- Created: Friday, 08 April 2011 15:02
- Written by Susan Davidson and Trevor Rayne
• Education Secretary Michael Gove has not completed his austerity plans for the future of the statutory sector of education which is the period of compulsory school attendance from 4 to 16 years old. However, it is already possible to see some of the tricks that will be used to take finances out of schools. The ConDem government has boasted that the schools’ resource budget which covers the day-to-day costs of educating pupils will rise by 0.1%. In fact, the predicted rise by 2.7% in the number of pupils in school in Britain over the next year will mean current spending per pupil will be cut by 2.25%.
Pupil premium card trick
• The budget of most schools will also shrink because of changes to the way money is provided to support poor children. The ‘pupil premium’ is money given to schools for each pupil who is eligible to receive free school meals (FSM), a widely-used indicator of poverty. The average primary school has 17% of ‘free meals’ pupils and secondary schools have 14%. However, the new ‘pupil premium’ will be distributed not on the basis of the numbers of individual children in each school but on the proportion overall of FSM pupils of the school’s total numbers. In future a secondary school will need to have 25% of its pupils eligible to receive the pupil premium to qualify for funding. It has been estimated that 62% of primary school children and 84% of secondary pupils are in schools that will have budgets cut as a result of the new plans for distribution of the pupil premium.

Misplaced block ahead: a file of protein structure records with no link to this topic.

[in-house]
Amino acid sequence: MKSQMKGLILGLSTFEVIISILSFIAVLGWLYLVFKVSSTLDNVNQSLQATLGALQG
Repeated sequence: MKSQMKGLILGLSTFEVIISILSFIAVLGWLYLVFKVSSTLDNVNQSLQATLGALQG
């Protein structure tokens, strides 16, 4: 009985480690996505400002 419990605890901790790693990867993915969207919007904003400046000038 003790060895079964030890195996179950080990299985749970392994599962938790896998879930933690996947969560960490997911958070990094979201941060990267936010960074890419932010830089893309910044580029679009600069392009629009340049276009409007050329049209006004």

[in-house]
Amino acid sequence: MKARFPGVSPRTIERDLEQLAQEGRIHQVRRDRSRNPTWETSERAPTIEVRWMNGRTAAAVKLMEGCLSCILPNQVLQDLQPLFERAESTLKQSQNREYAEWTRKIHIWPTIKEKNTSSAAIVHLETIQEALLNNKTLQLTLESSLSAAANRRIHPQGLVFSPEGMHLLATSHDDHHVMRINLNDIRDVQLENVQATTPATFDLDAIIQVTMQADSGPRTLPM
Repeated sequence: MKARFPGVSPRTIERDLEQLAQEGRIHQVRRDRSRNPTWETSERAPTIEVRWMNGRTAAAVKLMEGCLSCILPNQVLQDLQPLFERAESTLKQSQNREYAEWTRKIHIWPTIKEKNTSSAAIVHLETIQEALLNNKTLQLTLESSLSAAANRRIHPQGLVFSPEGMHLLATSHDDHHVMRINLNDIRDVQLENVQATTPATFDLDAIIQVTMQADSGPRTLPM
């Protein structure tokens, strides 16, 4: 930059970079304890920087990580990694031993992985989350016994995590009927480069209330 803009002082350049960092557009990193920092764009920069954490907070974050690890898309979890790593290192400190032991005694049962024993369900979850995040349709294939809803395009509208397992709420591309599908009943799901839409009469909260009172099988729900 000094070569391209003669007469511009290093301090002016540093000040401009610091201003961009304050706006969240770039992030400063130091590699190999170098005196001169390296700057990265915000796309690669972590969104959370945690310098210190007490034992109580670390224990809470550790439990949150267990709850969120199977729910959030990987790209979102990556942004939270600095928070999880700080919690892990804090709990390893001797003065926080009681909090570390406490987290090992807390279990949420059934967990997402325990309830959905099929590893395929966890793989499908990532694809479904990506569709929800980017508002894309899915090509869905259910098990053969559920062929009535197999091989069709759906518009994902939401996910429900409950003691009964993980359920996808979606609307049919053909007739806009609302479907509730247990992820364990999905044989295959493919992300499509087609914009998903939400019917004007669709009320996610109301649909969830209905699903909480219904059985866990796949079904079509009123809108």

• The ConDem government will abolish the Educational Maintenance Allowance (EMA) from the end of 2010. EMA provides 16-19 year olds from low-income families with £30 a week to stay on in education. If pupils or students are absent or do not do the work set, they miss out on the payment. For many of the 660,000 young people receiving EMA, it is the difference between studying and getting qualifications or becoming NEETs (Not in Education, Employment or Training). EMA costs the government £550 million a year; it will be replaced with a fund of £50 million.
Removal of EMA is a further cut in income for the poorest families on top of the benefit cuts. The £30 a week pays for food, for travel to school and college, for books, paper, pens and software. Take it away and many families will not be able to afford these basic things.
FRFI 218 December 2010/January 2011